Are you on twitter? If so, be sure to follow ASCP’s journals in the twitterverse: @AJCPjournal and @LabMedjournal. See you there!
In light of a recent study published by Gammon et al in Lab Medicine, we wondered if blood donation centers had explored options other than ferritin levels to screen for donor suitability. So, a poll!
Today NPR featured a write up about how to test for the Zika virus. While It didn’t delve into the diagnostic testing side of things as much as Lab Medicine’s recent podcast, it does give readers a good overview. In addition, it highlights how critical laboratory professionals and pathologists are to public health and infectious disease prevention.
Dr. Diamond from the Washington University School of Medicine talked with Lab Medicine about all things Zika Virus: a brief history of the virus, modes of transmission, and the implications for laboratory professionals and pathologists.
In a new article exclusive to the Lab Medicine website, Gregory et al discuss mass transfusion protocols and argue against the 1:1:1 (1 unit each of platelets, plasma, and packed red blood cells) dogma. You can follow this link to read the paper.
What do you think? Is it time to reevaluate mass transfusion protocols?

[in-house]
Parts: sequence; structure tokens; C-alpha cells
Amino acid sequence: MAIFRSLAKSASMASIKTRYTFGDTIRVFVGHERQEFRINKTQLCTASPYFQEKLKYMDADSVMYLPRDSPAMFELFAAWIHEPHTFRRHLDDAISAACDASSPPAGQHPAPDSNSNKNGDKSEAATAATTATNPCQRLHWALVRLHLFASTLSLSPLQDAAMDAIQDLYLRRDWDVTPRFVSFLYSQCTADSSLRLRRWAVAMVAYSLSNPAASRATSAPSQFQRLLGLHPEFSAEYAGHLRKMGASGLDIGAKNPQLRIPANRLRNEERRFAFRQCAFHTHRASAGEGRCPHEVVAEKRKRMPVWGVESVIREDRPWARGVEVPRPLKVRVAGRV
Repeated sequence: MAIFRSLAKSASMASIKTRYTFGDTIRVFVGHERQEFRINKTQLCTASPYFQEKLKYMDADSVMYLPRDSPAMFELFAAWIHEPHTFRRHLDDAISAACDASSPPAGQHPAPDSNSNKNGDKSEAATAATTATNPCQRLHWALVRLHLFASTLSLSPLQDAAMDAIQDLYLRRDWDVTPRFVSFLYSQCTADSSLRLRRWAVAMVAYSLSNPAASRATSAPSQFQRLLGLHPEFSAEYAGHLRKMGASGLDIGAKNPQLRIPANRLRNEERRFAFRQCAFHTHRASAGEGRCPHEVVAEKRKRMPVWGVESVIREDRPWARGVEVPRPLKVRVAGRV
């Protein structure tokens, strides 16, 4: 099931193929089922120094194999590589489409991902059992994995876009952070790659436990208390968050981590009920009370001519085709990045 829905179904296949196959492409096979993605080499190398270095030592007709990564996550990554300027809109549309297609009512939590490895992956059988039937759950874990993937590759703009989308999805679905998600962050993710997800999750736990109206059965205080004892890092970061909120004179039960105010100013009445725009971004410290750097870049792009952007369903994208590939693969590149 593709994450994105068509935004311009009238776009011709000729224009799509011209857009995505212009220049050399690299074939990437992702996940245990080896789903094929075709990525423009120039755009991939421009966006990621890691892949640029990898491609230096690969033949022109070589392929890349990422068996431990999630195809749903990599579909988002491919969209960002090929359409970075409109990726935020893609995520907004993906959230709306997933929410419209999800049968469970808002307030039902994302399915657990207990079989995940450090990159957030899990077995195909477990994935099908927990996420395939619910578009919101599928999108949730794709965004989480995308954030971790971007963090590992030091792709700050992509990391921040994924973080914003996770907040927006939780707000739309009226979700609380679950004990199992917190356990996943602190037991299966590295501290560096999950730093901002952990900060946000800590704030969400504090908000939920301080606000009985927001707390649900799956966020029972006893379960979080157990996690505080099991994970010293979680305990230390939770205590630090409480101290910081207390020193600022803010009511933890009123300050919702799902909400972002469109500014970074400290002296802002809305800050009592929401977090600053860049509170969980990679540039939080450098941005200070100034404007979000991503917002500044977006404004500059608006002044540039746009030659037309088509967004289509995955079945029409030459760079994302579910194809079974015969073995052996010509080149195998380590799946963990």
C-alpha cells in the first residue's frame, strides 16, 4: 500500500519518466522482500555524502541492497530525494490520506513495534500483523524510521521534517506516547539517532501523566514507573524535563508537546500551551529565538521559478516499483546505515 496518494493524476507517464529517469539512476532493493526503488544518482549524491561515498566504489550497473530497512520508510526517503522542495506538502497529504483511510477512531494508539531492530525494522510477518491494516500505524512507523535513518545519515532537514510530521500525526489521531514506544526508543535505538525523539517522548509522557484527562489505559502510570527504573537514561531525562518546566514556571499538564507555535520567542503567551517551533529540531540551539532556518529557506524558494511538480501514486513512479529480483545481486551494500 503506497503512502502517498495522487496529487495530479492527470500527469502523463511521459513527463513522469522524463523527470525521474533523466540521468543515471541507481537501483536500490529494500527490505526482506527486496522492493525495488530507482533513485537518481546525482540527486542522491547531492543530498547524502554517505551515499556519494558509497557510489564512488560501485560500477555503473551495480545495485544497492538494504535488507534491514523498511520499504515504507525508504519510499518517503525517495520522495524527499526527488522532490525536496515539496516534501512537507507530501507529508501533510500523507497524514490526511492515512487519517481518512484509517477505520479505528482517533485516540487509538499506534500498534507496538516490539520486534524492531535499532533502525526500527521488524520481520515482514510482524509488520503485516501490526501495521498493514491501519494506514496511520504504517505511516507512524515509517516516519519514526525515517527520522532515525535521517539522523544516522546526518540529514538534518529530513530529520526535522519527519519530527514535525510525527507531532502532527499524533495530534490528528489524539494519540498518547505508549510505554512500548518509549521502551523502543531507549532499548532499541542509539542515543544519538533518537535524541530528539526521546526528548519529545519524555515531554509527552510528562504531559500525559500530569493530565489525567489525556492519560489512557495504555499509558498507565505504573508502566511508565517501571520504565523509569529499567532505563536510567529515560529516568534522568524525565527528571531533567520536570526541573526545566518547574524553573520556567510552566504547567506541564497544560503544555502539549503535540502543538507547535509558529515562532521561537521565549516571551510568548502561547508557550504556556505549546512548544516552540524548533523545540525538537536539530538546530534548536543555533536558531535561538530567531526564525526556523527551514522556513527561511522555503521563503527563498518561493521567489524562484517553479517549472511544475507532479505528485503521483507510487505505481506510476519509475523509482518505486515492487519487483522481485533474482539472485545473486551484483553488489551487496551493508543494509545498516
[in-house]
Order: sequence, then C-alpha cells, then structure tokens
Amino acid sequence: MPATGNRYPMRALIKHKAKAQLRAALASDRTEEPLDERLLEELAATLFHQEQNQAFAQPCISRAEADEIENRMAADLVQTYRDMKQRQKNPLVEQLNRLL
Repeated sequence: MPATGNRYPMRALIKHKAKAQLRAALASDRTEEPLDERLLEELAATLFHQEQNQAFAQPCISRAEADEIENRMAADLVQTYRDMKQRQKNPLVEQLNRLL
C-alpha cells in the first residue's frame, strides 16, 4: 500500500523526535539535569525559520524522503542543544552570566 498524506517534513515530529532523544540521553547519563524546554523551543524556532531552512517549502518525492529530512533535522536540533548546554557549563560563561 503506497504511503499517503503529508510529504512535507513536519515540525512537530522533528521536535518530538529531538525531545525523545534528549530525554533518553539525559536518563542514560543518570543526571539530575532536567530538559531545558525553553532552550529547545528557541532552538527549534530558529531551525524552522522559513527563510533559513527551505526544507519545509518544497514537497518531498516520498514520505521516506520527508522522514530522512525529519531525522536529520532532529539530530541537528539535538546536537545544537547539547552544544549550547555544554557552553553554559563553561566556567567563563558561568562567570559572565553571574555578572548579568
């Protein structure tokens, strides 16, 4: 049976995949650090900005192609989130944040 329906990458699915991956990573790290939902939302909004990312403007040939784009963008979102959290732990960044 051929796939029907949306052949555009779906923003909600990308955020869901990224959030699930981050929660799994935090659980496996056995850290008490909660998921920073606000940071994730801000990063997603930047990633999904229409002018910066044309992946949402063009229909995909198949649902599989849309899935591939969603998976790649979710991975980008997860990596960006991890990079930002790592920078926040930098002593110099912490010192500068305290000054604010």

The editors of Lab Medicine recently sat down with ASCP President Dr. Finn, Dr. Nancy Cornish from the Centers for Disease Control, and Dr. Lance Peterson from NorthShore HealthSystem to answer your questions about laboratory preparedness for a patient infected with Ebola Virus. You can listen to it here.
The folks at Nebraska Medical are using an integrated approach to treat patients infected with Ebola virus. You can read about it exclusively on the Lab Medicine website.
The team at Emory that cared for the patients infected with the Ebola Virus have published a paper on Lab Medicine about laboratory testing within a high-containment facility. You can read the entire paper on the Lab Medicine website.
In the most recent edition of Lab Medicine’s podcast series, Dr. Alex Thurman discusses signet rings and their significance in body fluids.
The web editor for Lab Medicine is currently attending the Science Online Conference so she can learn about bring all sorts of clinical laboratory science writing to the masses via the internet. Stay tuned–if a topic is relevant to your interests, she’ll blog about it.